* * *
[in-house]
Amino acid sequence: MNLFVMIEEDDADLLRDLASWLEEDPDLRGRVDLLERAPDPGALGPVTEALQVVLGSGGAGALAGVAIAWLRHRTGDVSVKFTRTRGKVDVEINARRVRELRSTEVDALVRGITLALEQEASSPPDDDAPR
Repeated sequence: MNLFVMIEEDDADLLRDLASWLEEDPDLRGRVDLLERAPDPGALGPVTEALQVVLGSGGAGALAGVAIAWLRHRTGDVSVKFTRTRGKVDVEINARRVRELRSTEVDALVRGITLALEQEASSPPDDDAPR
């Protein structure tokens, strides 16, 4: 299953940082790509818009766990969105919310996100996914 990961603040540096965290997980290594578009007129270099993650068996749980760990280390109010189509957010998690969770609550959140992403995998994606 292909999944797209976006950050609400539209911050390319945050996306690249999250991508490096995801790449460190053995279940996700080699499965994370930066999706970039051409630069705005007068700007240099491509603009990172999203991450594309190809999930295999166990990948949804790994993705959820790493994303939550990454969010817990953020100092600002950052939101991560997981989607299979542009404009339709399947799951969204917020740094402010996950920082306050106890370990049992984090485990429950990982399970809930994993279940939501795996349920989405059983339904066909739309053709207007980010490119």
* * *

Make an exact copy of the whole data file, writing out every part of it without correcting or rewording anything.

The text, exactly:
[in-house]
Amino acid sequence: MNLFVMIEEDDADLLRDLASWLEEDPDLRGRVDLLERAPDPGALGPVTEALQVVLGSGGAGALAGVAIAWLRHRTGDVSVKFTRTRGKVDVEINARRVRELRSTEVDALVRGITLALEQEASSPPDDDAPR
Repeated sequence: MNLFVMIEEDDADLLRDLASWLEEDPDLRGRVDLLERAPDPGALGPVTEALQVVLGSGGAGALAGVAIAWLRHRTGDVSVKFTRTRGKVDVEINARRVRELRSTEVDALVRGITLALEQEASSPPDDDAPR
């Protein structure tokens, strides 16, 4: 299953940082790509818009766990969105919310996100996914 990961603040540096965290997980290594578009007129270099993650068996749980760990280390109010189509957010998690969770609550959140992403995998994606 292909999944797209976006950050609400539209911050390319945050996306690249999250991508490096995801790449460190053995279940996700080699499965994370930066999706970039051409630069705005007068700007240099491509603009990172999203991450594309190809999930295999166990990948949804790994993705959820790493994303939550990454969010817990953020100092600002950052939101991560997981989607299979542009404009339709399947799951969204917020740094402010996950920082306050106890370990049992984090485990429950990982399970809930994993279940939501795996349920989405059983339904066909739309053709207007980010490119």